On forerunner concepts and the Premiseverse

The curious thing about all the old ancestral myths is how dickish all the gods were. The Greeks were the Clash of the Douches, with rapists and what not. The Egyptians were flat out creepy, tearing apart the gods bodies. Even old Indian trickster deities like Coyote were often deeply disturbing.

I can’t help but wonder what aliens far older than our entire race must be like.


Very few Mass Effect fan fictions take up the trouble to ‘scribble in the blank spots’, as it were, outside of the framework of the games. This is hardly surprising — most fan fiction is about working with what is established, either in new ways or new views or what have you.

Outright world building is rare, and doing so on a time scale of millions of years seems pointless to most. Yet there are so many hinted at but ultimately unanswered questions even in canon ME that I can’t help but want to find answers.

The Inusannon play such a role. They are perhaps the most striking of the races I have tampered with, even though the big reveals will only happen in ME3 and ME4 pieces of my books.

They had technology and abilities we couldn’t match, colonies in other galaxies, and could create machines like Vigil — and they still lost. What chance, then, does modern society, with its squabbling and stupid acts, have?

The key to understanding that question is to realize you are asking the wrong question. As it was said in Wargames, the only way to ‘win’ is not to play at all, a concept they quickly identified.

The Inusannon understood that the Reapers had been at this for millions of years, and were not going to fall for dumb shit like fleeing to another galaxy (never mind Reapers already infested every nearby galaxy). They weren’t stupid. Neither were the Tho’ian. So they made choices and actions that fit what they knew the Reapers expected, and took a Third Path out.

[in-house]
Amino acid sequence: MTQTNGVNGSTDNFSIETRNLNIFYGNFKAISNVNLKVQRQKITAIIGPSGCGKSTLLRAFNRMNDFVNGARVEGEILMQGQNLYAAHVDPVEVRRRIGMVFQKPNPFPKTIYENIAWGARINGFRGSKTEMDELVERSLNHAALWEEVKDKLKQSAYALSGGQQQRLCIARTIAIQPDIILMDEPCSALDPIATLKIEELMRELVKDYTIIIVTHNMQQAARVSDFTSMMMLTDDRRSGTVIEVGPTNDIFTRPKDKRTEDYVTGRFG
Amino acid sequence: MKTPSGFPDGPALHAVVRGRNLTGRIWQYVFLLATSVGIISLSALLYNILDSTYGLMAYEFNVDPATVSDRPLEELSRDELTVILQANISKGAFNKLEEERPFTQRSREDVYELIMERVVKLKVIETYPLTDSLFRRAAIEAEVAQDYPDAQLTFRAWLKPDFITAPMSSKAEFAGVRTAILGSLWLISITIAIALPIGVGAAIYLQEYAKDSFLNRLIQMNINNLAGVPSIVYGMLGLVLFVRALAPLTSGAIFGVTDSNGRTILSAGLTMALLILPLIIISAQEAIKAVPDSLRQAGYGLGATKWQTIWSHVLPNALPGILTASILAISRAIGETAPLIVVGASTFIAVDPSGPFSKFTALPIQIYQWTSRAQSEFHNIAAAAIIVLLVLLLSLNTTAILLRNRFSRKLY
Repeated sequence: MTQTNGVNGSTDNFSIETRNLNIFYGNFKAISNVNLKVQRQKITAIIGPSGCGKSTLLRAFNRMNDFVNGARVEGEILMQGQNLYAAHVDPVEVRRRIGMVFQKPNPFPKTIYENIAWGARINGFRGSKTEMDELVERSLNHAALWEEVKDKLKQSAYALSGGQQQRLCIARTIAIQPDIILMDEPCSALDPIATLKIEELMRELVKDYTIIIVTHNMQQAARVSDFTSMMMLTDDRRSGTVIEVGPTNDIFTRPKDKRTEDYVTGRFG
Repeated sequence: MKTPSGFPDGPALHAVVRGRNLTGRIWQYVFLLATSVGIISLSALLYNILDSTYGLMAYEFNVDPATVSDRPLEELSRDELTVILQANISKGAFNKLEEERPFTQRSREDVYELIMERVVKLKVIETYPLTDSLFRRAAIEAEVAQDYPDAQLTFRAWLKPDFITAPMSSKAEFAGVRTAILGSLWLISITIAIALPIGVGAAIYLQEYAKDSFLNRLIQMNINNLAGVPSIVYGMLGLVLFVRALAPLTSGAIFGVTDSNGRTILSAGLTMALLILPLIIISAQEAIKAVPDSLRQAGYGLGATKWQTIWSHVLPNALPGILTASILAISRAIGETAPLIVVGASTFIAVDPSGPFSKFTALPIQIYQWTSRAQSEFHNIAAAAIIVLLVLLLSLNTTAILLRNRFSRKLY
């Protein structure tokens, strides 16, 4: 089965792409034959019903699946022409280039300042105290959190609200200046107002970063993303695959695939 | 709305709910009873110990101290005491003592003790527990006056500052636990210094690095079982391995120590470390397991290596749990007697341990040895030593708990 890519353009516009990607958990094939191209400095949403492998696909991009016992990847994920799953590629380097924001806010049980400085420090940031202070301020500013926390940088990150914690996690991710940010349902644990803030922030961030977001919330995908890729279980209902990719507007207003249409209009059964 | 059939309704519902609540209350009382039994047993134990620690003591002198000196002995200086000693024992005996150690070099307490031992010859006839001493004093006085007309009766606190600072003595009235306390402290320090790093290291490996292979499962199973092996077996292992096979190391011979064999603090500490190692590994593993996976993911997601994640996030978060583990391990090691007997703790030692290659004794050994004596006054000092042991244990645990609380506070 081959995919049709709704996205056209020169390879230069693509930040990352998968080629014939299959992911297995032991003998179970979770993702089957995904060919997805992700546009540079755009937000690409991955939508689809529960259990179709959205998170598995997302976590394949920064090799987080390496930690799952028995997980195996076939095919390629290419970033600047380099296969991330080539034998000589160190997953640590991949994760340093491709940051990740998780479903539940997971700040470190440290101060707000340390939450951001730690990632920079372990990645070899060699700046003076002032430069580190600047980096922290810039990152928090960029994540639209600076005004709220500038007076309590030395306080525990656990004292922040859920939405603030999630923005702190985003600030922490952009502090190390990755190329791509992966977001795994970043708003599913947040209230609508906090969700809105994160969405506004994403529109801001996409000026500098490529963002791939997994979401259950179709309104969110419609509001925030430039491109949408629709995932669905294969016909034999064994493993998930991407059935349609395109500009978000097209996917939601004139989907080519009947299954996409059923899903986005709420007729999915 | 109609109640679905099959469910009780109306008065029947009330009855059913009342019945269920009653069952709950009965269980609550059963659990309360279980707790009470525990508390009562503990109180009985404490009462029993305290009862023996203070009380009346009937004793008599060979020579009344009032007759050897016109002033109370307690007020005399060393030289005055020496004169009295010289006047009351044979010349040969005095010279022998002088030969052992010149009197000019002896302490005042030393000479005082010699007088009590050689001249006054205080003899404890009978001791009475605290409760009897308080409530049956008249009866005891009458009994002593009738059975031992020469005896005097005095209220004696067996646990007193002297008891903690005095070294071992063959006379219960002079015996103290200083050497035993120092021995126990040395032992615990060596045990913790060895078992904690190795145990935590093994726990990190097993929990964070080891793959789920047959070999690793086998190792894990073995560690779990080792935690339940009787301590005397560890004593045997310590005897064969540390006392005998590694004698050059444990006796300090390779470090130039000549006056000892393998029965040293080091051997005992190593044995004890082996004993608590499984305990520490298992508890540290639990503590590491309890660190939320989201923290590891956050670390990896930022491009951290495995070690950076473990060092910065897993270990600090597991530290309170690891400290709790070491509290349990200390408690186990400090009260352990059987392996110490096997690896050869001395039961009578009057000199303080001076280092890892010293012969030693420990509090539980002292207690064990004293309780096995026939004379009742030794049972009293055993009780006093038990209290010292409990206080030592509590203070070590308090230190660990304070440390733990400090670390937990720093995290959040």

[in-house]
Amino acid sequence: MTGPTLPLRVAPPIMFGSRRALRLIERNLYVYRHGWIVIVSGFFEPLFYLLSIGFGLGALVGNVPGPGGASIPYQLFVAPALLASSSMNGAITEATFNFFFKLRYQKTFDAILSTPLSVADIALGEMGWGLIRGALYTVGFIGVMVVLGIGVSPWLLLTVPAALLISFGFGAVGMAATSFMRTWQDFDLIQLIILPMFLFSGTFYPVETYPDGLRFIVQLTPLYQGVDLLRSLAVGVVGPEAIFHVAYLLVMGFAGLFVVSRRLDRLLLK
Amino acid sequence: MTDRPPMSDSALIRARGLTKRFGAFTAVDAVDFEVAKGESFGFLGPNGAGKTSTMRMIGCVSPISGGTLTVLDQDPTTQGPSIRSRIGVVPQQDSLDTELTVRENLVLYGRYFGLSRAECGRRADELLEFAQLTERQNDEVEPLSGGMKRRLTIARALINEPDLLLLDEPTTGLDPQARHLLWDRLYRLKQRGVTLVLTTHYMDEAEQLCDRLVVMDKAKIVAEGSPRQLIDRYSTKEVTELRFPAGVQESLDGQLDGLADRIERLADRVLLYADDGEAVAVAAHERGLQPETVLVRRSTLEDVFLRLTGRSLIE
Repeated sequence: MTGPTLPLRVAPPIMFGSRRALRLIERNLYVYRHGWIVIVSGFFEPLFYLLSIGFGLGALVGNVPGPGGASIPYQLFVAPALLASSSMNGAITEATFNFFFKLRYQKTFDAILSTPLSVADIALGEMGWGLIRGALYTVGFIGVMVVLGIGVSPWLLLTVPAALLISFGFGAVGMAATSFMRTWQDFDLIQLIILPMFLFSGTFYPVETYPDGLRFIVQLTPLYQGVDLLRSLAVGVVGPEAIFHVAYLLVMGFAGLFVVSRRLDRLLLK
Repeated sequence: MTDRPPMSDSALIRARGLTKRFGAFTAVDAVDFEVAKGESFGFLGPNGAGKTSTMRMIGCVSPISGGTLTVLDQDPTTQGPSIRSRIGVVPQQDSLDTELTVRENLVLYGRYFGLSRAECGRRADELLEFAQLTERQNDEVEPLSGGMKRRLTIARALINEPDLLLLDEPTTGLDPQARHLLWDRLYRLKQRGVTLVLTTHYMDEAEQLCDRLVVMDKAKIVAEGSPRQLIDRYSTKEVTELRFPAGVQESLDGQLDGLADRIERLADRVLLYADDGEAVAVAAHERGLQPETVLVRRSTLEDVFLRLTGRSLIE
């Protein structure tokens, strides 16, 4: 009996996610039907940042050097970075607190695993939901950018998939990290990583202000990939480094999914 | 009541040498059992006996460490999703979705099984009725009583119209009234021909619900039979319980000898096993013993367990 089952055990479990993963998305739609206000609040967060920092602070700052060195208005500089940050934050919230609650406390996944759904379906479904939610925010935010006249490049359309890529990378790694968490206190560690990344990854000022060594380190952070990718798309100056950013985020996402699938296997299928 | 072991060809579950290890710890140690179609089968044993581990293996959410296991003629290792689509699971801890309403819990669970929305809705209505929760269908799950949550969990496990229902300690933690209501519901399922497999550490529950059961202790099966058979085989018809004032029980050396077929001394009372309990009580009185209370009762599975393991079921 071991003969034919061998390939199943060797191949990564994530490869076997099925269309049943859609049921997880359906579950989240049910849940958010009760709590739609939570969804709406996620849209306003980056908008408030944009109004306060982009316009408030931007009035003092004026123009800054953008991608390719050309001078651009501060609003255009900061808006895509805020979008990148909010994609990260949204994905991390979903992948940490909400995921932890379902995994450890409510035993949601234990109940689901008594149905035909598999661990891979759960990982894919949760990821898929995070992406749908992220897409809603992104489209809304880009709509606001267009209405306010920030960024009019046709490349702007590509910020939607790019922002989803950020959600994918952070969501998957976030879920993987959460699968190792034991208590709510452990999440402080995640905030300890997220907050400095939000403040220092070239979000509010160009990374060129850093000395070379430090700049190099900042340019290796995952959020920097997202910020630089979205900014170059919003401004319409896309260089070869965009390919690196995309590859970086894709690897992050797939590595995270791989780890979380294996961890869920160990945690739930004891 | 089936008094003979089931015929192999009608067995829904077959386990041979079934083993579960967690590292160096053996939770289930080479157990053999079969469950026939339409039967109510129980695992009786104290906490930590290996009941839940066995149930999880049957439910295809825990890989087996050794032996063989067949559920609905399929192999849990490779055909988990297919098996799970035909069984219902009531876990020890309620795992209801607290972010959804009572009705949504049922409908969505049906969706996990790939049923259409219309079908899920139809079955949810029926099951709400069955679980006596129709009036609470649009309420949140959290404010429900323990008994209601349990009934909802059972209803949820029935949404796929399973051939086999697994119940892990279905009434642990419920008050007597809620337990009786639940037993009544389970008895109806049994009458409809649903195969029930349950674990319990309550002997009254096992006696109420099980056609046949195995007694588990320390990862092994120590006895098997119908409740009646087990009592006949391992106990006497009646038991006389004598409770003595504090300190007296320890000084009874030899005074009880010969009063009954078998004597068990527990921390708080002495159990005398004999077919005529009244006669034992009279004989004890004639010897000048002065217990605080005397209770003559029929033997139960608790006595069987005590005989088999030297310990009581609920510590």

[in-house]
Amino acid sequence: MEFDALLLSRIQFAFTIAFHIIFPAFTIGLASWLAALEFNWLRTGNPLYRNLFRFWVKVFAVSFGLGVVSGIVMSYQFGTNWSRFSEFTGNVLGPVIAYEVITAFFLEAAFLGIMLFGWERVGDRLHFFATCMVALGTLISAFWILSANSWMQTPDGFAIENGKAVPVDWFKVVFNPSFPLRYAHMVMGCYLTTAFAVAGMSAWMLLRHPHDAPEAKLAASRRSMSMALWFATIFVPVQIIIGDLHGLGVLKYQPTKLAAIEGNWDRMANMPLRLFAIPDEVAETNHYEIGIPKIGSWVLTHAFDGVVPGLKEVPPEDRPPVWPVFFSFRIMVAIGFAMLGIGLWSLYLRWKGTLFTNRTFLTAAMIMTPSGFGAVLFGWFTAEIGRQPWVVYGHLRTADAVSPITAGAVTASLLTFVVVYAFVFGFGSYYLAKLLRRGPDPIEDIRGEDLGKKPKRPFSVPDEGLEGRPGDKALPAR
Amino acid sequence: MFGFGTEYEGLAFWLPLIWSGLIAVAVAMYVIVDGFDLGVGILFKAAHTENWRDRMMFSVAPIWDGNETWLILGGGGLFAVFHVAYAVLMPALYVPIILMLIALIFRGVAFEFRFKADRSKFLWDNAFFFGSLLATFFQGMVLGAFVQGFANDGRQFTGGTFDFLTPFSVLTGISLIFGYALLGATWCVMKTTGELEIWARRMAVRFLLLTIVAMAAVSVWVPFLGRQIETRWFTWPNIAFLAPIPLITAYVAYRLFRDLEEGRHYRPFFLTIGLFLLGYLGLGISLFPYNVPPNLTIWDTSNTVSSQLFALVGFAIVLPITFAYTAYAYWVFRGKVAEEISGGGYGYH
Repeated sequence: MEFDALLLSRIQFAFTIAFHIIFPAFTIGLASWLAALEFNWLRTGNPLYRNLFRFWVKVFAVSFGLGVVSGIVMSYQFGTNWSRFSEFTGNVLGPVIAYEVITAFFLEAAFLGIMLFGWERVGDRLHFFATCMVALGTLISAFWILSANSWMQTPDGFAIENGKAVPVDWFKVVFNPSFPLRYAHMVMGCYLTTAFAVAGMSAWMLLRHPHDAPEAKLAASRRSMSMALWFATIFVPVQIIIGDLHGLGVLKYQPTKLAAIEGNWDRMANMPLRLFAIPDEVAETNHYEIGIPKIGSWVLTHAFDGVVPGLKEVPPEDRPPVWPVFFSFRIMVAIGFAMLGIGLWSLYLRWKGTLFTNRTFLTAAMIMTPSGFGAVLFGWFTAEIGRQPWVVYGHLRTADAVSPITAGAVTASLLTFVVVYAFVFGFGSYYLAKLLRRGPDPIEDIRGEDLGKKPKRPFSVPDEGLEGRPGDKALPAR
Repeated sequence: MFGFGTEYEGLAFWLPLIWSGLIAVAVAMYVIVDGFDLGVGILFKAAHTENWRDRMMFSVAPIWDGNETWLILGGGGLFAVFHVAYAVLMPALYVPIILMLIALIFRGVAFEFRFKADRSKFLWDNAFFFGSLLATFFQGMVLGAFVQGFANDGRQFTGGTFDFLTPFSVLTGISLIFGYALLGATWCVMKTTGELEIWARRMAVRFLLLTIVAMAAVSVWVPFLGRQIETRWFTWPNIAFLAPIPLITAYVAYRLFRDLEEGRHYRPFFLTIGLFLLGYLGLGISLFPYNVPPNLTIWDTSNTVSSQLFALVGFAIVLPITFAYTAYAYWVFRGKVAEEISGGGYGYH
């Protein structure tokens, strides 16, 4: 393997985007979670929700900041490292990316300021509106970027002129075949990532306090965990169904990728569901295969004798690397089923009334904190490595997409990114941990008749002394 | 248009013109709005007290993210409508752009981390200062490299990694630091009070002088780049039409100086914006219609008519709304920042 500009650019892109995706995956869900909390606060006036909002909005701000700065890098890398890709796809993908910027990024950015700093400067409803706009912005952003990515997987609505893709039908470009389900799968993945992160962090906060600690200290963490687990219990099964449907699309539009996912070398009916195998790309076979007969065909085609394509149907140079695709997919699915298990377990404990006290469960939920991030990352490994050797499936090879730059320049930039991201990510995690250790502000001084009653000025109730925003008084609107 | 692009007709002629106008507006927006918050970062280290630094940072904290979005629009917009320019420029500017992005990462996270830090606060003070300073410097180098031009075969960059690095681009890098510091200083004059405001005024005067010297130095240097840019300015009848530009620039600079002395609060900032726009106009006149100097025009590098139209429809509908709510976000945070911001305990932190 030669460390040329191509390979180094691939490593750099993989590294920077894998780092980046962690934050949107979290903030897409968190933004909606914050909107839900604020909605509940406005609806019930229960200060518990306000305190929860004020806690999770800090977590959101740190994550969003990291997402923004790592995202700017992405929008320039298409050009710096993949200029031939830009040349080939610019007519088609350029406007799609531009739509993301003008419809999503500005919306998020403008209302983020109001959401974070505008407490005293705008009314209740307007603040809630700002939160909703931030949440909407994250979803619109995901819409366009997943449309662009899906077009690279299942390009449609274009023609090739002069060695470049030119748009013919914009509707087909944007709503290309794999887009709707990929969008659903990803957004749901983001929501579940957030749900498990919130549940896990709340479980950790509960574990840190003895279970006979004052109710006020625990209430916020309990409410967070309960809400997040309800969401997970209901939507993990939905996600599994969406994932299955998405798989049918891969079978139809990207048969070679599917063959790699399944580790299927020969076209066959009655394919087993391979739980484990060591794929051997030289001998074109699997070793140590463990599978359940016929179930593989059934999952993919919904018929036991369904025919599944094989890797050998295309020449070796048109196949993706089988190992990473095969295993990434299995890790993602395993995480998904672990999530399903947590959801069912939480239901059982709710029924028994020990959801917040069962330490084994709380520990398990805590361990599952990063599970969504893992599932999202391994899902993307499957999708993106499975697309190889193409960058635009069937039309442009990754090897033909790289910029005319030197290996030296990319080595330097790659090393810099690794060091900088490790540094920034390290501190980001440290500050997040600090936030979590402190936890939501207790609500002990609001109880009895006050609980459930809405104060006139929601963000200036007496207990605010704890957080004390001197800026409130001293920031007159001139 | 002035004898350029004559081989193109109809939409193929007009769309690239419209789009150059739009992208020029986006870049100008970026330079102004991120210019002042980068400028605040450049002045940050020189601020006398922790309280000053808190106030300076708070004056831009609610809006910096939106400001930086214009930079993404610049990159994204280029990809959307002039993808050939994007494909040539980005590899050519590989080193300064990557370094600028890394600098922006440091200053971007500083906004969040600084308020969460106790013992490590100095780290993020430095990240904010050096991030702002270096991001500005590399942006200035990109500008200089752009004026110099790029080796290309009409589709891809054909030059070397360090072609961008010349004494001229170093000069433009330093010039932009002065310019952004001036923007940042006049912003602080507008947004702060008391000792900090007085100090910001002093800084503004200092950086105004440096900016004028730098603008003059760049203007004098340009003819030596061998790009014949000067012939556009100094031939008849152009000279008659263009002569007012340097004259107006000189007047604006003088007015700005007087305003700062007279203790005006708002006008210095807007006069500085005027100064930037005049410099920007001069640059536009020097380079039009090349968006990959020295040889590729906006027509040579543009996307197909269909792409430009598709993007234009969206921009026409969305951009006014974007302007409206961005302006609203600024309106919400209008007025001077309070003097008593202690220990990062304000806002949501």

Why is this important?

Because, despite all the foreshadowing I will try to do, it is likely to come out of left field much like the Starkid did at the end of three. The Inusannon are not a simple Deus Ex Machina — they cannot stop the Reapers now any more than they could back then. But they are capable of understanding more and seeing more than today’s races do, and making sense of what they saw.

The Inusannon tampered with many races. So did Leviathans (all three groups). So did Protheans, and so did the races before Inusannon. But the Inusannon did not tamper with races trying to make a weapon.

They instead wanted to make sure that when the threat was passed, nothing else would simply rise up and cause them problems again. And some of the steps they took they hid in the plainest possible sight.

Forerunner races are often given a group of traits — ancient technology, mysterious vanishing, can pull shit out of their hat, a single, ancient survivor by way of X, blah blah blah.

The Inusannon defy that. Almost none of their tech is even known, much less released — a lot of it, like Tho’ian tech, was biological in framework and literally rotted away a long time ago. Moreover, the Inusannon, taking cues from the Reapers, set up their own method of monitoring the situation as it developed, even if the method used wasn’t aware of it’s purpose.

AKA Vigil.

So when people ask me things like “Why can’t you just have Vigil give Shepard kick ass weapons”, it is for two big reasons.

The first is the mystique factor. The more I reveal about the Inusannon, the easier it is to eventually figure out how this mess ends up. So it has to come at the appropriate time in the story.

The second is more story based. The Inusannon made a decision that the Reaper situation should not be altered, be that for good or ill. They did not, once they understood WHY the Reapers did what they did, try to stop them. They simply … got out of the way.

But if they come back, they won’t be a threat if everyone has the tech they did.

Most importantly, making the Inusannon living ass-pulls flies in the face of what I see them as — horrible, horrible trolls.

They knew full well the Reaper threat, and decided it was the better part of self-survival to simply shield themselves from the outcomes rather than actually warn anyone of the coming danger.  With their technology they could have easily destroyed the Citadel in the thousands of years after Reapers retreated to dark space.